Actually, maybe I should check what I’ve got in my likes! Phew. Other than some egotistic stuff, I think I’m good. (I’m also snooty – go back to the very first one!)
Jamey points out that there’s a new, more private feature available to us on Twitter.
With the addition of the bookmarks function in Twitter you now have the ability to not only like a tweet, but to save it to your private list of bookmarks that are strictly just for your eyes only.
I wonder how many people are using the feature. I’m certainly not. Maybe I should.
Matthew Oldridge is now playing in the big leagues with this post on Edutopia. I remember when he was a guy I interviewed for this blog.
He brings his obvious love and passion for Mathematics to this new forum and I hope that people are inspired by his wisdom. Comments are not allowed so there’s no traditional way of knowing.
Truer words were never spoken than these…
The amount of play in “serious” academic topics like mathematics is inversely proportional, it seems, to the age of students, but this does not have to be the case. A playful pedagogy of mathematics can be codified and made real, rigorous, and authentic.
I’ve studied a lot of mathematics over the years and certainly those teachers/professors that I remember best love mathematics; it came across that way, and their playful approach made learning fun and worthwhile.
Can you think of a better testament to give an educator?
Jennifer Casa-Todd is one of those people that I’ve seldom met in real life and yet I feel like I know so much about her. She was another person I had the opportunity to interview. I also had the opportunity to help with her book Social LEADia. This should be on bookshelves everywhere.
I enjoy her writing and most of her posts come across as a personal message to me. Such in the power of her writing.
I struggle with the notion of “balance”. The current context is that it involves being connected and not doing other things – like reading a book. I’m always leary of people who make such claims. Isn’t it just exchanging one form of engagement for another? And, hasn’t social media engagement earned its way into our lives?
I like Jennifer’s reasoned approach…
Social media is here to stay and is a part of the fabric of business, politics, and education. Instead of a fast, I suggest the following strategies:
You’ll have to read her post to see if the strategies make sense to you!
without warning or explanation, they started talking and, just like that, resumed their friendship from three years ago when they were six. Hours later, after the park, the corner store, the house; after basketball and jungle gyms and ice cream; after talking and laughing and wrestling, they parted reluctantly, already asking when they could see each other again.
Here’s a quote from Amanda Potts’ recent post.
I’ll bet that you could drop that sentence into any conversation or writing that you might have and provide your own characters.
It might be:
meeting up at an annual conference
a class reunion from your old high school
reuniting with a staff after a summer vacation
and the list goes on. Friendship is such an tangible and yet intangible concept. This post describes a pair of friendships that easily fall into the above.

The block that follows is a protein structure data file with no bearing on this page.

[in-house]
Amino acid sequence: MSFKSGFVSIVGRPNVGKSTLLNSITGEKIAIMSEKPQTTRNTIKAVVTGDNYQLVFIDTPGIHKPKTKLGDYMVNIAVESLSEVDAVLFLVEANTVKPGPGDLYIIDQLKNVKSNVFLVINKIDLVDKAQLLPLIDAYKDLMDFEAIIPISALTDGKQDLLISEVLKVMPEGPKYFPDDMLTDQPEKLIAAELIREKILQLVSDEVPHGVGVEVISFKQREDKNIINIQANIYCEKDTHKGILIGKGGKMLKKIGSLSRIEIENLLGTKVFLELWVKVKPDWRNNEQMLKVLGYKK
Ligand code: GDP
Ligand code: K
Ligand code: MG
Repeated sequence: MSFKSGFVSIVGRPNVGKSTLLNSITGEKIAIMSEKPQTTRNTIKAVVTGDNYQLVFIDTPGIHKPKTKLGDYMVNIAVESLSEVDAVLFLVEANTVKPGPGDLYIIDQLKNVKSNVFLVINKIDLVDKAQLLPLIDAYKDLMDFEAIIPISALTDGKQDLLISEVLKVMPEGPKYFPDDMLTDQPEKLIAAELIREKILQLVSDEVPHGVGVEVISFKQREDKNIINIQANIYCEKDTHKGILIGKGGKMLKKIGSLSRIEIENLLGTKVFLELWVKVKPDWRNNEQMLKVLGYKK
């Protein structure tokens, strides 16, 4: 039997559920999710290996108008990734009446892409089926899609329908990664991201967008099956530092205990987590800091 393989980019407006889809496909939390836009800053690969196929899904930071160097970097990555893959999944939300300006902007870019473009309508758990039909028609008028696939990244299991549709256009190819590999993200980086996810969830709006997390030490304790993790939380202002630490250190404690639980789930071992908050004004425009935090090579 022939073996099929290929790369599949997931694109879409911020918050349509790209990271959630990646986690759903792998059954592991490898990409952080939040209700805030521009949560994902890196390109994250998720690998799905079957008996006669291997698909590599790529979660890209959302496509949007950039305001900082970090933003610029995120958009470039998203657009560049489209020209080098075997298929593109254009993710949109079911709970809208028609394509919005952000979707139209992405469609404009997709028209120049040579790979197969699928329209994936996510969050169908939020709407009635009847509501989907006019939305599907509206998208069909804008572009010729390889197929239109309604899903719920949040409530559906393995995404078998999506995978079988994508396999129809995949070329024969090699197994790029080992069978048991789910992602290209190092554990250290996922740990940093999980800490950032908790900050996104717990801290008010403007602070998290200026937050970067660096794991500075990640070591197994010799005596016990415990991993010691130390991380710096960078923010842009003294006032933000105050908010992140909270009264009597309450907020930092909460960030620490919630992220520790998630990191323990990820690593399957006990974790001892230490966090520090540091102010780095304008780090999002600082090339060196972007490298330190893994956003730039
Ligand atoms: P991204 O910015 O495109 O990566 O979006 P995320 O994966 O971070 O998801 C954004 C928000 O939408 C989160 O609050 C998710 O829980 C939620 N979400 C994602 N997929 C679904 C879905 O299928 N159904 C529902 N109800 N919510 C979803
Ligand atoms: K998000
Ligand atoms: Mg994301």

Those on Facebook will know that a friend to many will be returning to Canada after a couple of years overseas. I’ll bet we all will reunite in this fashion at the Bring IT, Together Conference.
In the beginning, there were shiny things. People flocked to shiny things and made a place in the classroom whether they were good or not. I’m looking at you – Clickers.
As shiny things kept on invading classrooms, the good thinkers got us thinking that maybe we should be looking beyond these things into exactly how they are used, are they effective, are they worth the cost, etc.
We never looked back. Well, at ISTE there are still 30 tools in 30 minutes sessions. For the most part, we never looked back.
So, now comes Bonnie Stewart and
I have a new project I’m really excited about. Even if it kinda goes against just about EVERYTHING I’ve said about tech in education over the past, uh, decade.
I’ve read this post at least a dozen times and there are so many out of post links that will take you to rabbit holes that didn’t know they were hosting rabbits!
The proposed results?
The fact that it’s 2019 is loud and clear with the inclusion of “data surveillance”.
This looks incredibly interesting and will use social media for good for the description and dissemination of content. Read the post and get ready to follow. And, Bonnie is looking for some pilot locations if you’re interested.
This TWIOE post seems to have been focused on people I’ve interviewed! This time, it’s David Carruthers.
As we’ve noticed recently, David is going to be doing some magic as he returns to the classroom after having been the “Tech Guy” at the board office for a while.
He sets the standard with his bottom line.
Bottom line, if being labelled a “tech guy” takes these reflections into consideration, I’m extremely proud of this label. I don’t see the technology in front of students as just a bunch of devices. This doesn’t excite me. Instead, I see tremendous potential.
Some words of advice here – you’ll always be known as the “Tech Guy” so wear it. There are worse things to be known for. You’ve built relationships throughout your district so don’t be surprised when you get some panic emails for help. I still get them. The most enjoyable are about report cards which have had many incarnations since I last formally supported them. The really cool thing happens when these relationships develop your learning because someone wants to share something new with you.
On a political note, things are likely to be difficult for a while as cutbacks affect districts throughout the province. I hope that school districts are wise enough to continue to put insightful “Tech Guys” in areas of support centrally. We know that anyone can click a mouse or use a keyboard these days. True progress comes when you have people like David that see the connection and the potential because they bring a strong background in teaching to such a support position.
As always, there’s a powerful collection of thoughts from these wonderful Ontario Edubloggers. Make sure you’re following them on Twitter.